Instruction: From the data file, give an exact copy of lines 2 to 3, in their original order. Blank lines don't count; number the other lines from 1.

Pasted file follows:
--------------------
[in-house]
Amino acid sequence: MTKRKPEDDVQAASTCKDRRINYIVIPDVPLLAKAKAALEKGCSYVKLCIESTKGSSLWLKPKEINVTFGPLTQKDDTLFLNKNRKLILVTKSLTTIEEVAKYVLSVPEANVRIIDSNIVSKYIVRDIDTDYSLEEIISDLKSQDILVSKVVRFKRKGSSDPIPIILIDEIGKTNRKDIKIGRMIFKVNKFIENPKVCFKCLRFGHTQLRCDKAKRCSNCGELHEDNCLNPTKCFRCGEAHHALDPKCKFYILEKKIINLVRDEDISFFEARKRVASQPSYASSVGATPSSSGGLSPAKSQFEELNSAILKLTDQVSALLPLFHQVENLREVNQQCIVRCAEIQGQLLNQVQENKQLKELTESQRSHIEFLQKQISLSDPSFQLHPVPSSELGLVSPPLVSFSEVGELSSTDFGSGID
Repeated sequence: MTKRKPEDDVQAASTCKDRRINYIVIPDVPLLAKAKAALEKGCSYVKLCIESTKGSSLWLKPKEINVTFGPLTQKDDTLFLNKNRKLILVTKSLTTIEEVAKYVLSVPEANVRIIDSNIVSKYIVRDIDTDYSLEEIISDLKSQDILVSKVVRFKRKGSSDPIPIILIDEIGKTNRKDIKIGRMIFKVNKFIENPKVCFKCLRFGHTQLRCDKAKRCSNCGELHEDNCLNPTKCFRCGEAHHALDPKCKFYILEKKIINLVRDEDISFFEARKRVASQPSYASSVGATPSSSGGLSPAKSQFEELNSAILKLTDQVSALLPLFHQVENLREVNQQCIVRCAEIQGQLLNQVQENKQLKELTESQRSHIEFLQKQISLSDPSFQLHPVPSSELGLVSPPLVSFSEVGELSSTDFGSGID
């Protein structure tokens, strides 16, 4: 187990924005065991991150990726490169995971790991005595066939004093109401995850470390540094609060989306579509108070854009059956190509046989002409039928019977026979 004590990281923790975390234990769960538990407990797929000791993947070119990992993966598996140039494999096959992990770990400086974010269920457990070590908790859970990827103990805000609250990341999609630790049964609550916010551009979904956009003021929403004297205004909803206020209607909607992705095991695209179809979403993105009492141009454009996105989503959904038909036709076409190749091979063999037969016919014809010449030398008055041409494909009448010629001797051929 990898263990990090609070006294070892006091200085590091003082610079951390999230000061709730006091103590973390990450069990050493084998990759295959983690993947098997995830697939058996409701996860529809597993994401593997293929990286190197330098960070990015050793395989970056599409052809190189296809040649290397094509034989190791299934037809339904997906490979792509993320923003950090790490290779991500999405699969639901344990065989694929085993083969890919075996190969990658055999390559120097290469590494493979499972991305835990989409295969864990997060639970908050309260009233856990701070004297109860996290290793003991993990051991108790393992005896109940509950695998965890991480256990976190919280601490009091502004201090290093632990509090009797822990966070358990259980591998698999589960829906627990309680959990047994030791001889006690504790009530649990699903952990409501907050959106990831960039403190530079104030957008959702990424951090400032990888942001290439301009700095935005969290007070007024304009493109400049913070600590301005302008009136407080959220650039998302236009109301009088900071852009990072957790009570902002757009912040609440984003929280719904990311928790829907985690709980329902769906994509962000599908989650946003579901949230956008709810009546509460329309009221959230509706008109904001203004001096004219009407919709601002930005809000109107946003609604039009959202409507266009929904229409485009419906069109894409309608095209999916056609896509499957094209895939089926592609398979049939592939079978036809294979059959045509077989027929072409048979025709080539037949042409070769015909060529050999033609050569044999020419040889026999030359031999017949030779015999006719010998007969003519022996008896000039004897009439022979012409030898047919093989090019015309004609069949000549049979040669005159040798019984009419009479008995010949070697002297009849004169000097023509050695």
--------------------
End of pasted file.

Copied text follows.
Amino acid sequence: MTKRKPEDDVQAASTCKDRRINYIVIPDVPLLAKAKAALEKGCSYVKLCIESTKGSSLWLKPKEINVTFGPLTQKDDTLFLNKNRKLILVTKSLTTIEEVAKYVLSVPEANVRIIDSNIVSKYIVRDIDTDYSLEEIISDLKSQDILVSKVVRFKRKGSSDPIPIILIDEIGKTNRKDIKIGRMIFKVNKFIENPKVCFKCLRFGHTQLRCDKAKRCSNCGELHEDNCLNPTKCFRCGEAHHALDPKCKFYILEKKIINLVRDEDISFFEARKRVASQPSYASSVGATPSSSGGLSPAKSQFEELNSAILKLTDQVSALLPLFHQVENLREVNQQCIVRCAEIQGQLLNQVQENKQLKELTESQRSHIEFLQKQISLSDPSFQLHPVPSSELGLVSPPLVSFSEVGELSSTDFGSGID
Repeated sequence: MTKRKPEDDVQAASTCKDRRINYIVIPDVPLLAKAKAALEKGCSYVKLCIESTKGSSLWLKPKEINVTFGPLTQKDDTLFLNKNRKLILVTKSLTTIEEVAKYVLSVPEANVRIIDSNIVSKYIVRDIDTDYSLEEIISDLKSQDILVSKVVRFKRKGSSDPIPIILIDEIGKTNRKDIKIGRMIFKVNKFIENPKVCFKCLRFGHTQLRCDKAKRCSNCGELHEDNCLNPTKCFRCGEAHHALDPKCKFYILEKKIINLVRDEDISFFEARKRVASQPSYASSVGATPSSSGGLSPAKSQFEELNSAILKLTDQVSALLPLFHQVENLREVNQQCIVRCAEIQGQLLNQVQENKQLKELTESQRSHIEFLQKQISLSDPSFQLHPVPSSELGLVSPPLVSFSEVGELSSTDFGSGID